There have been many false claims of e-cigarette dangers, but the latest report about formaldehyde in e-cigs may just take the cake.
E-cig companies probably did a double take when reading the headline, especially those that already pay close attention to e-cig safety. The analysis was reported in the New England Journal of Medicine and claimed that the vaping of e-cigarettes exposed the user to formaldehyde at a rate of 5 to 15 times that of traditional tobacco cigarettes. That’s the kind of conclusion that gets our attention, in a naturally skeptical way.
Turns out our inclinations were right, as criticism of the report has grown as people dig further.
The study was co-authored by Dr. James F. Pankow who is a professor of chemistry and engineering at Oregon’s Portland State University. While Pankow admits that “It’s way too early now from an epidemiological point of view to say how bad they are,” he insists that “there are toxins and some are more than in regular cigarettes.”
The clamoring began after the news headlines came out, with many pushing back because of a clear fault in the research. It didn’t take long for people to realize that the study only looked at e-cigarettes that were set at a very high voltage. Essentially, Pankow was checking out products that run way more power than what the far majority of e-cigs are set to. They’re going way past what e-cig brands are recommending, making the comparison ridiculous.
ECCR has previously thoroughly covered this topic and we are aware of the potential dangers of dripping and overheating e-liquids at high voltages. The average vaper never has to worry about that, nor does the typical consumer looking for a tobacco alternative.
It’s something people on the ground, especially those who deal in e-cig safety, find obvious. Vape shop owner Kayla Kates-Duay was interviewed by local KSLA news in Shreveport, LA and has plenty of criticism to how e-cigs are being portrayed. “When they’re saying high-powered they’re not saying traditional e-cigarettes. I think that they were misleading the story a little bit,” she said. “It’s from one study off of one product,” Duay pointed out, and she says the reports she has on 16 e-cig brands show very different numbers. That’s just one example of how e-cigarette dangers can be overstated to absurd levels.
It also appears that Pankow may now understand how his perception of e-cigarette dangers may have gone too far by framing things the way that he did. It opened the door to scathing and even belittling responses to the e-cig study, like that of Greg Gutfeld’s on the Fox News site.
“This e-cig study’s assertion is like saying driving a car is deadly if you floor it in reverse on a narrow cliff while doing JELL-O shots in your underwear.” – Greg Gutfield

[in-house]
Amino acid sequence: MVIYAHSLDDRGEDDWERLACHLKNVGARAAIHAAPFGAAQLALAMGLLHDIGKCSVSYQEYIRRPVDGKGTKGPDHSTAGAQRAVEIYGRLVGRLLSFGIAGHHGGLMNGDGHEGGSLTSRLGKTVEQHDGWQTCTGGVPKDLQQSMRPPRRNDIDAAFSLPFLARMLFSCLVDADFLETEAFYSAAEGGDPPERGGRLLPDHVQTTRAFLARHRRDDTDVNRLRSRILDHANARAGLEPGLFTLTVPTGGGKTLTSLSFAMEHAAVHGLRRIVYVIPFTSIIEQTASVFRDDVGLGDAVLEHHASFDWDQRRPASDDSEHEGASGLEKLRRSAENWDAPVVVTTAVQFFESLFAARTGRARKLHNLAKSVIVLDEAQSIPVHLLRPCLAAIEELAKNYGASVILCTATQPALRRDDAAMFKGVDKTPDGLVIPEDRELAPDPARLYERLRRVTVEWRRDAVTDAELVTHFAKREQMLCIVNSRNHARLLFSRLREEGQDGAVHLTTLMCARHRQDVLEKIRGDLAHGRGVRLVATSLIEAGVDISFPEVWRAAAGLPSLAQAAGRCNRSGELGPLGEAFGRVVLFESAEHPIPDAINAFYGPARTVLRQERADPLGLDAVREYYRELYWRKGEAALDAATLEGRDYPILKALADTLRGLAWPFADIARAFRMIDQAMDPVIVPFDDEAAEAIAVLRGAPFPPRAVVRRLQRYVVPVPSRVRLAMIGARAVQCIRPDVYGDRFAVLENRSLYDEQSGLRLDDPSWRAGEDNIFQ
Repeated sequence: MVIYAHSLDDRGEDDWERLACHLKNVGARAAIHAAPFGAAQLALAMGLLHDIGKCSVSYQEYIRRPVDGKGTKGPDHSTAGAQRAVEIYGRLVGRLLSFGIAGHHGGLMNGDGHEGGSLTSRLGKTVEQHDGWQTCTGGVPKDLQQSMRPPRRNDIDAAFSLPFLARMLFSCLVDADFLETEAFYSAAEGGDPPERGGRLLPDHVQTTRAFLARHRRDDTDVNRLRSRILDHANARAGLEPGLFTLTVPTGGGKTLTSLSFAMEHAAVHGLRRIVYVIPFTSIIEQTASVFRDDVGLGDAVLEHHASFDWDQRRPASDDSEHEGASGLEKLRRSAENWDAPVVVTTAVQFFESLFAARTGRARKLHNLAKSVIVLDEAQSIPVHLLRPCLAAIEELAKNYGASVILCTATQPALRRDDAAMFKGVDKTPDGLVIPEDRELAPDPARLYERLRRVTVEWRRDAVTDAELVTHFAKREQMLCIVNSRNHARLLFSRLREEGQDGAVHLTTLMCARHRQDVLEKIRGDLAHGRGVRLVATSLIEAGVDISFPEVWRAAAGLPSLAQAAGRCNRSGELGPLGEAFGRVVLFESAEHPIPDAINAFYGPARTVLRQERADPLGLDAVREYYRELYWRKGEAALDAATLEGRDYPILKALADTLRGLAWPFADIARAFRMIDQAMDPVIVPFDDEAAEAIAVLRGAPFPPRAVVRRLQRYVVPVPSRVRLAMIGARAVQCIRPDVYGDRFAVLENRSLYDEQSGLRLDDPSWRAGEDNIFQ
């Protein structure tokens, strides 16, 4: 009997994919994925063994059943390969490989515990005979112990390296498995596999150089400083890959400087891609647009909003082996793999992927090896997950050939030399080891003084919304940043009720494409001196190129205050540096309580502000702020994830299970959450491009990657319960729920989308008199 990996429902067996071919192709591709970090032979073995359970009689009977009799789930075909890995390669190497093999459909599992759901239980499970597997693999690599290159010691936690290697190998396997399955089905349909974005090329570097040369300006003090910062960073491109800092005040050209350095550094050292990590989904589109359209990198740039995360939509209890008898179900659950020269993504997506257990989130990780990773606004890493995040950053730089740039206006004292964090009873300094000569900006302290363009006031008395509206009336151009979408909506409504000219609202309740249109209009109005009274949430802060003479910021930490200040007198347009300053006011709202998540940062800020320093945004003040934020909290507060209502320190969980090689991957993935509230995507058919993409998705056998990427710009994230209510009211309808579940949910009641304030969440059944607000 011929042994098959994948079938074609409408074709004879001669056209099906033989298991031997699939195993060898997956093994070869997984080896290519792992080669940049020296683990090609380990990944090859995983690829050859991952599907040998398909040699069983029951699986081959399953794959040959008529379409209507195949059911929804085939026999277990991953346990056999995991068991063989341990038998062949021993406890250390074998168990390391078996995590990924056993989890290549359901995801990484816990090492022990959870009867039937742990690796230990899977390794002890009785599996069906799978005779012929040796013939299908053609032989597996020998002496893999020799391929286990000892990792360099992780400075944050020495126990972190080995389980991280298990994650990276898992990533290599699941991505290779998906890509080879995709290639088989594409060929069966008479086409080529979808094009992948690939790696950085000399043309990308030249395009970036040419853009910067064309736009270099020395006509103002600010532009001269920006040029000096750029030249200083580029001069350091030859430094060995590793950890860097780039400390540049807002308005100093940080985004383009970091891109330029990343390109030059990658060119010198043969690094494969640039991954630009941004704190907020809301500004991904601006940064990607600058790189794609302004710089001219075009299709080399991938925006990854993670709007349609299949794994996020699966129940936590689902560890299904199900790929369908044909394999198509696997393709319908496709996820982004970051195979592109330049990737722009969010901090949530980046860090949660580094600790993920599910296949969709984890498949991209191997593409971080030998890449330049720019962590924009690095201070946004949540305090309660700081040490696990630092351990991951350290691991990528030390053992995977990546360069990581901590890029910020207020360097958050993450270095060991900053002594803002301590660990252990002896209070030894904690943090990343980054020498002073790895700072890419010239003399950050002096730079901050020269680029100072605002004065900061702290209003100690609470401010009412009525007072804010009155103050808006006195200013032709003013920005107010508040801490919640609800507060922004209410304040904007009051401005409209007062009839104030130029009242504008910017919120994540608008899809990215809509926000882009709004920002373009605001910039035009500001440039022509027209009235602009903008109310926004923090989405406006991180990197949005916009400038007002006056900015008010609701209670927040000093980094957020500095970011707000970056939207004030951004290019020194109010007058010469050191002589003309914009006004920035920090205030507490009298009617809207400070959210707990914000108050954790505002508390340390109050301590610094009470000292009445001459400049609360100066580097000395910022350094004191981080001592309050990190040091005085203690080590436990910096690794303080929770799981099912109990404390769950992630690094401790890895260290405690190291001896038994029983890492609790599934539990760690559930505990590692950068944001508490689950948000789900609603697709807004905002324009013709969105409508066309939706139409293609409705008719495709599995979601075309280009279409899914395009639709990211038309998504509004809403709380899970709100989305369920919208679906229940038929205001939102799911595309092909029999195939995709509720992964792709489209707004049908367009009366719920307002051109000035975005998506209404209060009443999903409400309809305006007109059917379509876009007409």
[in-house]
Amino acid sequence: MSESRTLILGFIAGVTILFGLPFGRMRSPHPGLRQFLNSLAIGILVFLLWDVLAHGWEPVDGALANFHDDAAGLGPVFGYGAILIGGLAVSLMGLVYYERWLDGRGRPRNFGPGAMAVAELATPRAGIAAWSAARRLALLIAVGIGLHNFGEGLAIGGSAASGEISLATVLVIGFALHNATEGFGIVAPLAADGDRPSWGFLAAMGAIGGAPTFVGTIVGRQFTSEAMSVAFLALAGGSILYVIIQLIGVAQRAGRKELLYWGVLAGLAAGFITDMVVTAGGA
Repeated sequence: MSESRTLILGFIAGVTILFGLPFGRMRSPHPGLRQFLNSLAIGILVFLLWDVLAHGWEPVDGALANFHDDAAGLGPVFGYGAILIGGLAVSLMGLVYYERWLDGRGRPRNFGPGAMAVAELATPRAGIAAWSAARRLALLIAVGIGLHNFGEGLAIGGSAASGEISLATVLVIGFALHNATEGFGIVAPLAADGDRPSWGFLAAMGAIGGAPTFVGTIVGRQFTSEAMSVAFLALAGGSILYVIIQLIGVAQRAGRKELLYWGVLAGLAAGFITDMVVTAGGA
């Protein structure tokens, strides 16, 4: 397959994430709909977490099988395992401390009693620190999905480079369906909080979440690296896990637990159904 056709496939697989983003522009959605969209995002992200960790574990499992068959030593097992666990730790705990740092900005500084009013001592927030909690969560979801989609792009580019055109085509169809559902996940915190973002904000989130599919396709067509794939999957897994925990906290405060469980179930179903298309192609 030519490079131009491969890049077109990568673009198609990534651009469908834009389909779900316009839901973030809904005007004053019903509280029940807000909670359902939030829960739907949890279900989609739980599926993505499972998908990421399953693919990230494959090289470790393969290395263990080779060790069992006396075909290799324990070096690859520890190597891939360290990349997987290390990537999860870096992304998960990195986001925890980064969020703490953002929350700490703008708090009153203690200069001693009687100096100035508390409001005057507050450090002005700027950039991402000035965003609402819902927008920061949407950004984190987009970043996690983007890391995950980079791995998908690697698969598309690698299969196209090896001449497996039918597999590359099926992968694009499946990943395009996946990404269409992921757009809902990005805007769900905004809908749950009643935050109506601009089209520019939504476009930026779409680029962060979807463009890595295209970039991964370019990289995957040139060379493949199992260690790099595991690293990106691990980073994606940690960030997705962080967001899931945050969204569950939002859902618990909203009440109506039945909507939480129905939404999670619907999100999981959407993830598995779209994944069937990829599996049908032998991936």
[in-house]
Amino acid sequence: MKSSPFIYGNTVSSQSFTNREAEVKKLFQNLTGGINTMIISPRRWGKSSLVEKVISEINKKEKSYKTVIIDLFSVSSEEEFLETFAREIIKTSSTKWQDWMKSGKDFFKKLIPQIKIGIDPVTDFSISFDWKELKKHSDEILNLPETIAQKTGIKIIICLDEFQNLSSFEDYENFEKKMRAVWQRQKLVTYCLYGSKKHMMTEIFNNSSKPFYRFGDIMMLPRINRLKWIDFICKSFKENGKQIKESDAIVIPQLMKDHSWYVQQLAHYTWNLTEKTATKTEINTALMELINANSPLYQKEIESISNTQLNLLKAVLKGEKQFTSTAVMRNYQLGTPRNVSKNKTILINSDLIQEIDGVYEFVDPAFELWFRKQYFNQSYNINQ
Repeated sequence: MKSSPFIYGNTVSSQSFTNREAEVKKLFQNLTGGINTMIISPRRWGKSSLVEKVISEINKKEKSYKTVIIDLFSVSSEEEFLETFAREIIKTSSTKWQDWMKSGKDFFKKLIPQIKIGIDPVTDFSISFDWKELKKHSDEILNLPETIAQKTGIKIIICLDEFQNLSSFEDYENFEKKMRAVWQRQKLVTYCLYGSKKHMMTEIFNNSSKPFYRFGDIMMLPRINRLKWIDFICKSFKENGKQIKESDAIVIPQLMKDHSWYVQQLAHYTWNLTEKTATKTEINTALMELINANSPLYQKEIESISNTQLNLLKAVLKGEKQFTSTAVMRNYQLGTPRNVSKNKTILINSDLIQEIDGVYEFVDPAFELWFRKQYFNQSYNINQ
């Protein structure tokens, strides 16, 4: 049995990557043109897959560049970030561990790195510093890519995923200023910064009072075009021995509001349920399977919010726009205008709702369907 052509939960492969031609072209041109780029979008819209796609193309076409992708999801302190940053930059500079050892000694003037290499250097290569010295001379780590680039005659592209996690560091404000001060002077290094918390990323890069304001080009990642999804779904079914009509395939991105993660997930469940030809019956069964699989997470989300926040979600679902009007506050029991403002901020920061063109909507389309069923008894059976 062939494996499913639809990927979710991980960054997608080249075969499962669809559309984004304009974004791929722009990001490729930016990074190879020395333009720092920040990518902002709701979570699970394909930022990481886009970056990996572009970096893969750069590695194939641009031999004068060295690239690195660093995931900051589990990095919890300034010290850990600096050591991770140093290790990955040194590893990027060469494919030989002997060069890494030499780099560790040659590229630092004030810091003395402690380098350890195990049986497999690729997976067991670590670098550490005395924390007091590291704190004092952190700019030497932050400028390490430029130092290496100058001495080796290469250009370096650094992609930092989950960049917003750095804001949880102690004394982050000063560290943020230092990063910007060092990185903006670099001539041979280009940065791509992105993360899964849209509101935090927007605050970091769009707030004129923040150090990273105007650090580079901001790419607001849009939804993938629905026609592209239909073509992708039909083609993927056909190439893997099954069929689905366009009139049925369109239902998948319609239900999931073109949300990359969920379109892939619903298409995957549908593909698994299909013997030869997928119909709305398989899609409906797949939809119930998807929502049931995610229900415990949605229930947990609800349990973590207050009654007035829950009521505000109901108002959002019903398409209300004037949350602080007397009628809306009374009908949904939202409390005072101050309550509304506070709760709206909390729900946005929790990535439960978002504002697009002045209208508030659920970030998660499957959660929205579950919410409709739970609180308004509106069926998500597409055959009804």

Gutfeld zeroes in on the study’s use of high voltage units that are past their specifications. He jokingly remarks that Pankow’s assertion “would be like saying driving a car is deadly if you floor it in reverse on a narrow cliff while doing JELL-O shots in your underwear.” Gutfeld also points to Jacob Sullum’s Reason magazine report that quoted Pankow explaining that they are “not saying e-cigs are more hazardous than cigarettes,” as he retreated from his initial claims.
Basically this is a story of a researcher going to publication way too early, without even a small pause to check how things work in the real world.
E-cig safety is something that needs to be watched closely, but the legitimate e-cig brands are doing just that. If Pankow hadn’t been in such a rush to release his findings, he would have known and perhaps changed his research criteria, or at least report his data with the proper context.
Maybe then we could have avoided the alarmist headlines we were seeing in the news. Since many people only have time to read the headlines without doing further reading, this kind of thing simply leads to misperception of electronic cigarettes. That’s a terrible thing for e-cig brands, but worse for smokers who may have otherwise find in e-cigarettes a powerful tool. It would be refreshing if researchers would just start telling the truth about e-cigarettes and performing some actual, useful research.
So even if yet another negative accusation of e-cigarettes was finally shot down, the impact still made its mark. We hope that researchers will take this part of the equation much more seriously and refrain from using language that can be misleading. With e-cig safety such a hot topic these days, we may unfortunately be in for more reports like this one as academics and politicians rush to judgment way too often.
That’s another reason to check in often to the ECCR news section, where we’ll be sure to provide you with the commentary and perspective you need to make the right decisions.